There was never a period with Santana during which I was like oh, man; I’ve gotta dig deeper into this guy’s catalog. That changed with 1999’s Supernatural. Placing a ’60s guitar legend in a contemporary setting with modern-day vocalists was, at the very least, a marketing masterstroke. And I dug most of Supernatural the first 100,000 times I heard it. While it sold multi-millions and won a shit ton of Grammy awards, I can’t say the album has aged very well. I certainly haven’t felt much of a pull to revisit it. Twenty years later, it’s a strange mix of songs that have worn out their welcome (“Smooth” and “Maria Maria”) and collaborations with artists that now seem dated (Eagle-eye Cherry, Everlast).
I wasn’t completely sick of Supernatural when its follow up, Shaman, came out in the fall of 2002. I became especially intrigued when the album’s first single, “The Game of Love”, was released. It’s certainly my favorite of later-period Santana songs. Hell, it’s my favorite Santana song ever. And the reason I love it so much has very little to do with Carlos Santana himself. No disrespect, just saying.
The two things “The Game of Love” has going for it that other Santana songs don’t: Gregg Alexander and Michelle Branch. Mr. Alexander was the frontman of New Radicals, who had a smash hit with “You Get What You Give” (spoiler alert: 5 stars). After the success of that song, Alexander retreated behind the scenes to become a songwriter. However, he did contribute the original lead vocal for “The Game of Love”, which does bear quite a bit of melodic similarity to “You Get What You Give”. Santana’s boss, Clive Davis, decided “Game” would be better served with a female vocal, so he got Macy Gray to tackle the track. He didn’t like that version (it’s all good; Gray appeared on Shaman anyway) so it was recorded a third time, with Tina Turner on vocals. The iconic pairing didn’t make it to wax until a few years later on a Santana hits compilation; Turner decided she didn’t want to make a video, so the job of singer was delegated to teenage guitarist/vocalist Michelle Branch. Her girlish approach was perfect for Alexander’s summery song. It’s one of the few Santana sons that feels fresh and youthful, although apparently Mr. Santana feels as though the definitive version is the one with Tina’s vocals.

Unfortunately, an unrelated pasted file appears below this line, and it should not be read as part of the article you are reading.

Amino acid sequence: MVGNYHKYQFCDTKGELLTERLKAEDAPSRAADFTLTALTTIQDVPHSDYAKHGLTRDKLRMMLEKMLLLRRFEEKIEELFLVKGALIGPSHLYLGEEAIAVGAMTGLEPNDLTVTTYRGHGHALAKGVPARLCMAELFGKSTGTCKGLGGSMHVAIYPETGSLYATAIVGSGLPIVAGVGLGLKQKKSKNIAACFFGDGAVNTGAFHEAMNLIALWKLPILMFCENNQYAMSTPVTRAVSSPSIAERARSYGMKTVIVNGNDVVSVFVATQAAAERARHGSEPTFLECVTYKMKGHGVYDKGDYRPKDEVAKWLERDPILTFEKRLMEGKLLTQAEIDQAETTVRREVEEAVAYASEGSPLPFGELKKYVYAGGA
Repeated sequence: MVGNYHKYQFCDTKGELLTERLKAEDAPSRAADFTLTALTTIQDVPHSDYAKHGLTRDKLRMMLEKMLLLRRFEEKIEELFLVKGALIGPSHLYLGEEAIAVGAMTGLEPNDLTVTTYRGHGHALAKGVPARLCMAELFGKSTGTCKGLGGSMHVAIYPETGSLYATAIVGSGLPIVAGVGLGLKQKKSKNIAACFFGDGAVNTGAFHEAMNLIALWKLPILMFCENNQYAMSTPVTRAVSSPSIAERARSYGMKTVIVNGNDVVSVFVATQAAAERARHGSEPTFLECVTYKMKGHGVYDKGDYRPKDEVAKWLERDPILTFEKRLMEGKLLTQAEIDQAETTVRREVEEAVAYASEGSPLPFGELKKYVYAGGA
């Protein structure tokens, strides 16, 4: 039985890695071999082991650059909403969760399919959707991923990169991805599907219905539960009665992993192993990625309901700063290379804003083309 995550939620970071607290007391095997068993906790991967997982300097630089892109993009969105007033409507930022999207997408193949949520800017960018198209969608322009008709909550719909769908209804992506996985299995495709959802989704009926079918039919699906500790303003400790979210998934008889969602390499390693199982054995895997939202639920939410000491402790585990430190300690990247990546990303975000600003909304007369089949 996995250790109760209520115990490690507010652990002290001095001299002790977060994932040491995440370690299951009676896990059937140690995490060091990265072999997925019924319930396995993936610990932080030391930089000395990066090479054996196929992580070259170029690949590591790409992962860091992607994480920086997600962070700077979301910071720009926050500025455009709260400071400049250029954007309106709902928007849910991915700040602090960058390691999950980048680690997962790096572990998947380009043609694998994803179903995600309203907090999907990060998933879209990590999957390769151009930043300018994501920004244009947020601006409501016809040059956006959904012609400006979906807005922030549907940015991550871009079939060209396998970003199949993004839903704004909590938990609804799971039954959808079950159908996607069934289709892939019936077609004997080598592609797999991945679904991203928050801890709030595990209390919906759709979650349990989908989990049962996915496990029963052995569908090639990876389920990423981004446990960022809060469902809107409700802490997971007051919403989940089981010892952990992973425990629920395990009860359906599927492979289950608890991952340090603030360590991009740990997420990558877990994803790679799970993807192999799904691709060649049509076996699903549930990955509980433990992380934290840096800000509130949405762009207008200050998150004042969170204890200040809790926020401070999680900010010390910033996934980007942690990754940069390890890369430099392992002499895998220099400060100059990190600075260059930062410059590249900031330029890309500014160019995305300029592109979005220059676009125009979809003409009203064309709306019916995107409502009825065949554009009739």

There’s only one Tina Turner…No one can hit a note like Tina Turner…I love Michelle and she did a great interpretation of it. It’s just that with all honor and respect to Michelle, there’s the girl and there’s the woman, and Michelle is unfolding into a woman…but it takes time to go from a girl into a woman.
All due respect to Carlos Santana, but he’s very wrong here.
“The Game of Love” is a great marriage of songwriter and vocalist. Santana’s signature guitar licks are present enough to mark it as his song, but unobtrusive enough to let Branch fly. And…well, it didn’t suffer from gross overplay like its immediate predecessors, meaning that I enjoy it a hell of a lot more these days than I do the other two. Ultimately, “The Game of Love” is my favorite song released by either of the featured artists (although, to be fair, Branch has made a remarkably consistent set of albums over the years.)